If you have questions about Estimated Chargeable Income in Singapore (ECI), you're in the right place. In this article, we'll discuss everything there is to know about ECI in Singapore, and why your business should be filing for ECI. Let's get started now, beginning with the basics about ECI.
Estimated Chargeable Income, or ECI for short, is the estimate of the total taxable income for your company, during any given Year of Assessment, or YA.
It is calculated based on your total income, minus all tax-allowable expenses and other such deductions.
The IRAS (Inland Revenue Authority of Singapore) requires that ECIs be filed so that they can raise an early assessment of corporate performance, and use this information to help the Singaporean government track business health from a macro level. Essentially, it helps to track the financial performance of Singapore and its businesses and ensures that your company is being taxed properly.
ECI must be filed every year for every company, except if you are exempt due to waivers which we will discuss in further detail below.
Failing to file an ECI when you are required to by law will result in the IRAS releasing a Notice of Assessment, or NOA, based on their own
estimation of your company’s income. Failure to object to this assessment will result in the NOA being recognised as final.
The Singaporean Government announced new ECI regulations for Budget 2016, which will result in every company being required to submit and file ECI estimations. The time-table for compulsory filing is as follows:
Even if your company has an ECI of “NIL” for the YA in question – that is, you made no profits or your company is dormant – you still must file an ECI. The only exceptions are if your company is:
Every company needs to file its ECI within 3 months after the end of its financial year, with no exceptions. In some cases, you may be able
to get an extension from the IRAS, but you should still always plan to file ECI within 3 months of your financial year ending.
E-filing of ECI is compulsory, starting after YA 2018 – so your company is encouraged to begin the e-filing process early.
To begin, simply visit mytax.iras.gov.sg. Then, you will need to ensure that you have the following:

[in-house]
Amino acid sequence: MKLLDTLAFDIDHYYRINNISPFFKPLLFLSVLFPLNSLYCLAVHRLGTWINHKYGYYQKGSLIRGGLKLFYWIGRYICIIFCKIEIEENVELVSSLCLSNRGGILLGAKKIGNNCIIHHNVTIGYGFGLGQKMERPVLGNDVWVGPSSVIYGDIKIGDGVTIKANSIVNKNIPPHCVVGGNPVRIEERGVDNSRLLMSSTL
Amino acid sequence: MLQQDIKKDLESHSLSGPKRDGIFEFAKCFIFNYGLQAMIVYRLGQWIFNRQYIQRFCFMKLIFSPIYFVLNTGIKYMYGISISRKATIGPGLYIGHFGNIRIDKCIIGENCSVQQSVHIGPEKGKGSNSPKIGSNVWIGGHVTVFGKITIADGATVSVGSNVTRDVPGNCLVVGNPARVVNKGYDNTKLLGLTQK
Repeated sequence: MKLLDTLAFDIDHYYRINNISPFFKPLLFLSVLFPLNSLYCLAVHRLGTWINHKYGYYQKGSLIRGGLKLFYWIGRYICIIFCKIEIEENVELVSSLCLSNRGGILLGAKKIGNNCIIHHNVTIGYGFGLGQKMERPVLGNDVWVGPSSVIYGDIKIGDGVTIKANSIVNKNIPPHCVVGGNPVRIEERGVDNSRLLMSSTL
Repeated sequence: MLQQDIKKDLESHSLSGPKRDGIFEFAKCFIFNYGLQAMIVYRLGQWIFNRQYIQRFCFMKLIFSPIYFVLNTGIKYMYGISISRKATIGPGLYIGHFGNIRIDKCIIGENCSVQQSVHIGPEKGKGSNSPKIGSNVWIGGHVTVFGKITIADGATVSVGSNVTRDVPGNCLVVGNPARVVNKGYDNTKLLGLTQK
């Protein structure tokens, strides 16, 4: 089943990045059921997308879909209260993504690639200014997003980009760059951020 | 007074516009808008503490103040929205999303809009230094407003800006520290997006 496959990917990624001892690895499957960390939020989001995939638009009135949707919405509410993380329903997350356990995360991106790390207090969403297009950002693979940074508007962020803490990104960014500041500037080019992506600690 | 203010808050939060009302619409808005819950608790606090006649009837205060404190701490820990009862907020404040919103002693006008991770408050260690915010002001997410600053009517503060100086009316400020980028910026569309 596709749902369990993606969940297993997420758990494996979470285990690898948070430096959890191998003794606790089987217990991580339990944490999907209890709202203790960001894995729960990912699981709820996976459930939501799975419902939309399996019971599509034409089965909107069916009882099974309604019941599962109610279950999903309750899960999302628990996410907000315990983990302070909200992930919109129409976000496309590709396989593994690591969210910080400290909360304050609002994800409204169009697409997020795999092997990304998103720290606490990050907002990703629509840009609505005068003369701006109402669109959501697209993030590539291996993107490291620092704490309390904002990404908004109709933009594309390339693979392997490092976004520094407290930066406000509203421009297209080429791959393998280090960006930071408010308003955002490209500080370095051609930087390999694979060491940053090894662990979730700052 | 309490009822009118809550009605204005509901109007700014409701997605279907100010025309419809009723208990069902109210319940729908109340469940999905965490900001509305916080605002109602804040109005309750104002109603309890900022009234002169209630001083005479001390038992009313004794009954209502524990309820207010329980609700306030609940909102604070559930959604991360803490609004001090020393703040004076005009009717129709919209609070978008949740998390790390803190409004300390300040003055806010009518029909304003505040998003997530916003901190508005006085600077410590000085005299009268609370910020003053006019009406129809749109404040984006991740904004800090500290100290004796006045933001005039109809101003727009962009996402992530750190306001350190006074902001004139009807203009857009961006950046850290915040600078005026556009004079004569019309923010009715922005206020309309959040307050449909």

E-filing is recommended, because it will result in the fastest processing times, and provide your company with a larger number of
instalments, through which it can make its estimated tax payments.
ECI will eventually be mandatory for businesses of all sizes – but even before this happens, there are a number of good benefits of applying ECI, particularly for SMEs.
The biggest reason is the Corporate Income Tax (CIT) rebate on your ECI. For the Year of Assessment (YA) 2019, companies are granted a 20% CIT tax rebate, based on their corporate tax payable.
This is limited to a cap of $10,000 – so while this rebate may not be useful for a multi-billion dollar international company, it can be extremely helpful for smaller businesses, for which each tax break can make a big difference.
In addition if you file early, you will have a greater number of instalments with which you can pay your company's estimated tax, as follows:
Once the IRAS has processed your form, you will receive your Notice of Assessment, which will inform you of the total amount of tax that is to be paid by your company. This tax must be paid within one month from the issue date of the NOA, unless you are participating in the GIRO instalment plan.
You will be sent information about the various ways to pay after your filing has been accepted, and your NOA issued. You can view your NOA
at mytax.iras.gov.sg after you have filed your ECI and received your NOA.
At Precursor, we specialise in accounting, audit, and taxation in Singapore. If your SME is going to be required to file ECI in the upcoming YA, we are here to help. We can help you understand how ECI works, how to minimise your tax liabilities, when and how to file, and much more.